Many workers neglect their nest eggs thinking they don't need retirement savings of their own. The problem? They're wrong.

If you expect to pay your bills on Social Security alone in retirement, you may be in for quite the nasty shock when you realize those benefits amount to less than $18,000 a year. That's on par with what the average recipient collects today, and even if you're not set to retire for quite some time, and will therefore collect a higher benefit as payments are adjusted for inflation, you should know that if you're an average earner, Social Security will only replace about 40% of your pre-retirement income, and that most seniors need a good 70% to 80% of their former wages to live comfortably.

Now if you're privy to a generous pension and have other income sources to tap in retirement, like a paid-off, valuable home you're planning to sell, then you may be able to relax a bit on the retirement savings front. But if you have no obvious source of income to look forward to during your golden years, then you'll need to make an effort to save as much as you possibly can, while you can.

Older man and woman looking at receipts


Unfortunately, recent data from the Center for Financial Services Innovation reveals that 42% of Americans aren't saving any money at all for retirement. If you're part of that statistic, consider this your urgent wakeup call to start doing better, or risk struggling financially once your career comes to a close.

Don't expect your living costs to change drastically in retirement

Many workers anticipate their bills going down in retirement and thus ignore their savings accordingly. But while you may have your mortgage paid off by the time your golden years roll around, and you may spend a lot less on fuel for your vehicle once you no longer have a job to commute to, the rest of your bills are likely to stay the same or even go up. In fact, you should expect your healthcare costs to rise in particular, as well as your property taxes and home maintenance costs, which have a tendency to climb over time.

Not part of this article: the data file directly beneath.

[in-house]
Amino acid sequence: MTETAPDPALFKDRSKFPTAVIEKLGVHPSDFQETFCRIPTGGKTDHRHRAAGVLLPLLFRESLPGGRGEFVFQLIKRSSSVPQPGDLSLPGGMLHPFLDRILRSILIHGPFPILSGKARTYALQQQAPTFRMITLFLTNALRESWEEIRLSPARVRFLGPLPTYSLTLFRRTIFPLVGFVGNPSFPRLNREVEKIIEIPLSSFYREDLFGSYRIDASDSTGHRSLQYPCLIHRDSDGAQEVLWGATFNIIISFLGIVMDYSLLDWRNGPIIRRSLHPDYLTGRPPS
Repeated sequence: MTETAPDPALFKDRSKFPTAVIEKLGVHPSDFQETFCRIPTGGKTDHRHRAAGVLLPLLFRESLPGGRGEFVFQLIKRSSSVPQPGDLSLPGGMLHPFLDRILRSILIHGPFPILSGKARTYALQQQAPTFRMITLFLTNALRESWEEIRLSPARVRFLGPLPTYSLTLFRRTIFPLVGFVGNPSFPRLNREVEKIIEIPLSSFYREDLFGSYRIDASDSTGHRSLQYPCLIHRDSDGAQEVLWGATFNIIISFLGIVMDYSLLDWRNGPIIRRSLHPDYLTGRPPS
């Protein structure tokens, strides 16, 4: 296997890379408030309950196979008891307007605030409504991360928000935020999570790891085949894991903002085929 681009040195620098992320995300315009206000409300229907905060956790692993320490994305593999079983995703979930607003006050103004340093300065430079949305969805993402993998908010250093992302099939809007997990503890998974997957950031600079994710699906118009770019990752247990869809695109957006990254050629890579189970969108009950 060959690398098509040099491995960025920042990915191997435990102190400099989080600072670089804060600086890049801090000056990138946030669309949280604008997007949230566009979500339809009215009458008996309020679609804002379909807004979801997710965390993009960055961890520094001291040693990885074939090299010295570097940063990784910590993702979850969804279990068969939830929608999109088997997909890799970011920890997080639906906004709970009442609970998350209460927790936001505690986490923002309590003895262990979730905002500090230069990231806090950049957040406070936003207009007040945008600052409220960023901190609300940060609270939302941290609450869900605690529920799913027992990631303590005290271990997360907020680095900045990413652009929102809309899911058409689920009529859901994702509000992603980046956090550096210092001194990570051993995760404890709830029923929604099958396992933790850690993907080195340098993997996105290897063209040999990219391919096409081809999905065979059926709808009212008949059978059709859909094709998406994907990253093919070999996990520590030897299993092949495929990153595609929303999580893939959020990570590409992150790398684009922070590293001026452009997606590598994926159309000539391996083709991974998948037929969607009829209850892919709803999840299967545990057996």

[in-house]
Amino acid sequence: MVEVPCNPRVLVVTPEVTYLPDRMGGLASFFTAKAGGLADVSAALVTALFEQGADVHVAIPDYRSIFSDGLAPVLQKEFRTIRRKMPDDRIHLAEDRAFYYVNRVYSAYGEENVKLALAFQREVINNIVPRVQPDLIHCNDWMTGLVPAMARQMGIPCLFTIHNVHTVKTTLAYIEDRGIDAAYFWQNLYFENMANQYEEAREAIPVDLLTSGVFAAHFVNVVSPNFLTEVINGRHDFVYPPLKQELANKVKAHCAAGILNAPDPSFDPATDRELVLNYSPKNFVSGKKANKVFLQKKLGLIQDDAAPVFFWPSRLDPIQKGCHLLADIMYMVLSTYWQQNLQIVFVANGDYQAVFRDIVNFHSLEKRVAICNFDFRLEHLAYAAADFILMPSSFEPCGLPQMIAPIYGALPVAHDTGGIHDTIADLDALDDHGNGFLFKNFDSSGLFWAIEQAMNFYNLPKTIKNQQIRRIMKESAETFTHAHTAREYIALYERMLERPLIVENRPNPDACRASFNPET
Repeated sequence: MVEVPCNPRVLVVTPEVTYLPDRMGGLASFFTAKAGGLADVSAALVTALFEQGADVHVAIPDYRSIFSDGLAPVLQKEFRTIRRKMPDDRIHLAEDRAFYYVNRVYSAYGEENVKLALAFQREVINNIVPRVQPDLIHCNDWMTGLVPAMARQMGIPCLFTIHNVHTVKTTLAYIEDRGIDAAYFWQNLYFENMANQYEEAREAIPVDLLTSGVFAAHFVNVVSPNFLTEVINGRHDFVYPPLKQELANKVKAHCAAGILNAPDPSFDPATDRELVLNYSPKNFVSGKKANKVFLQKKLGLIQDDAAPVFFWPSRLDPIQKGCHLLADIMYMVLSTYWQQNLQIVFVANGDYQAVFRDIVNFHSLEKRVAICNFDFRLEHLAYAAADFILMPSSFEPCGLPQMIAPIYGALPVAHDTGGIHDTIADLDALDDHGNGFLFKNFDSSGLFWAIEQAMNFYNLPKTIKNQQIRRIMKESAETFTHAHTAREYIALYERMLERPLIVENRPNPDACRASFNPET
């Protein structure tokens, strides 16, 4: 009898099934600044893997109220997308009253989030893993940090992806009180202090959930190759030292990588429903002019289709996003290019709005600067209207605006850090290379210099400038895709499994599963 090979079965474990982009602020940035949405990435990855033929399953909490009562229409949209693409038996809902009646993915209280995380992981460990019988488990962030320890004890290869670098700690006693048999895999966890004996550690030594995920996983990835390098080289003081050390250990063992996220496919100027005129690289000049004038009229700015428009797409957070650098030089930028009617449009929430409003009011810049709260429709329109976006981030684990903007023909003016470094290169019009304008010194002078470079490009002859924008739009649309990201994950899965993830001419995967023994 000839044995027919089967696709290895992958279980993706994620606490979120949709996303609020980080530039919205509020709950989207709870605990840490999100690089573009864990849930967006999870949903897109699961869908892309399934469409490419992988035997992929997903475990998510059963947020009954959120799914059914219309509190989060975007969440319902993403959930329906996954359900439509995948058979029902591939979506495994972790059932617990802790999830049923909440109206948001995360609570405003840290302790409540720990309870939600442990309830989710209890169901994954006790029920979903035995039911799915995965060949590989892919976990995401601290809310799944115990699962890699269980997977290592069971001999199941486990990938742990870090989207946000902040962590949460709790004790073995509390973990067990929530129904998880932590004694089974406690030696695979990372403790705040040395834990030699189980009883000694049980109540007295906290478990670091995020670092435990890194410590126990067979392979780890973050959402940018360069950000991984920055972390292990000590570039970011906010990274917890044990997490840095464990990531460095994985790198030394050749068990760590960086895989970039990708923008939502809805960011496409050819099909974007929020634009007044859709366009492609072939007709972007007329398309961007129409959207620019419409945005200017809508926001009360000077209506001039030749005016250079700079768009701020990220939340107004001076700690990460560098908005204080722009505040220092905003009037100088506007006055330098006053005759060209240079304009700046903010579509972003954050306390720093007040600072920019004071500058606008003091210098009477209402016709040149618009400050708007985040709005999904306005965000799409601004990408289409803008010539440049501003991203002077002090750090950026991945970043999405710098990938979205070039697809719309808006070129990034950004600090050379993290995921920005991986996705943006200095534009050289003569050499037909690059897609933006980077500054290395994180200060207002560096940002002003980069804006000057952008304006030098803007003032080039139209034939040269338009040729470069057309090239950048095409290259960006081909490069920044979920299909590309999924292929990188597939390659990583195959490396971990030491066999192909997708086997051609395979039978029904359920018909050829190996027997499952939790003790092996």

That's why you can't expect to live on just 40% of your former income. And if you think you can, ask yourself this: Will eliminating a mortgage payment and a commute really make up for a 60% pay cut, especially at a time when other bills of yours could rise?

Build your nest egg

If you've been neglecting your nest egg thus far but are still not too deep into your career, then rest assured that all is not lost. If you're able to cut back on spending to the point of socking away $300 a month, and you invest that money at an average annual 7% return, which is a few percentage points below the stock market's average, here's what your savings balance could amount to:

If You Start Saving $300 a Month at Age:

You'll Have This Much Money by Age 67 (Assumes a 7% Average Annual Return):












Now, if you're still decades away from retirement, you'll do pretty well for yourself socking away $300 a month. If you're closer to ending your career, well, that's a different story -- in that case, you may need to make some serious lifestyle adjustments to free up more than $300 a month for savings. You may also need to consider extending your career, which will not only allow you to save more, but also, potentially grow your Social Security benefits by delaying them so you collect more money each month.

If you're planning to exist on Social Security alone in retirement, you're effectively signing up to be cash-strapped throughout your golden years. But if you make an effort to build some savings, you'll get to enjoy life at a time when you really deserve to.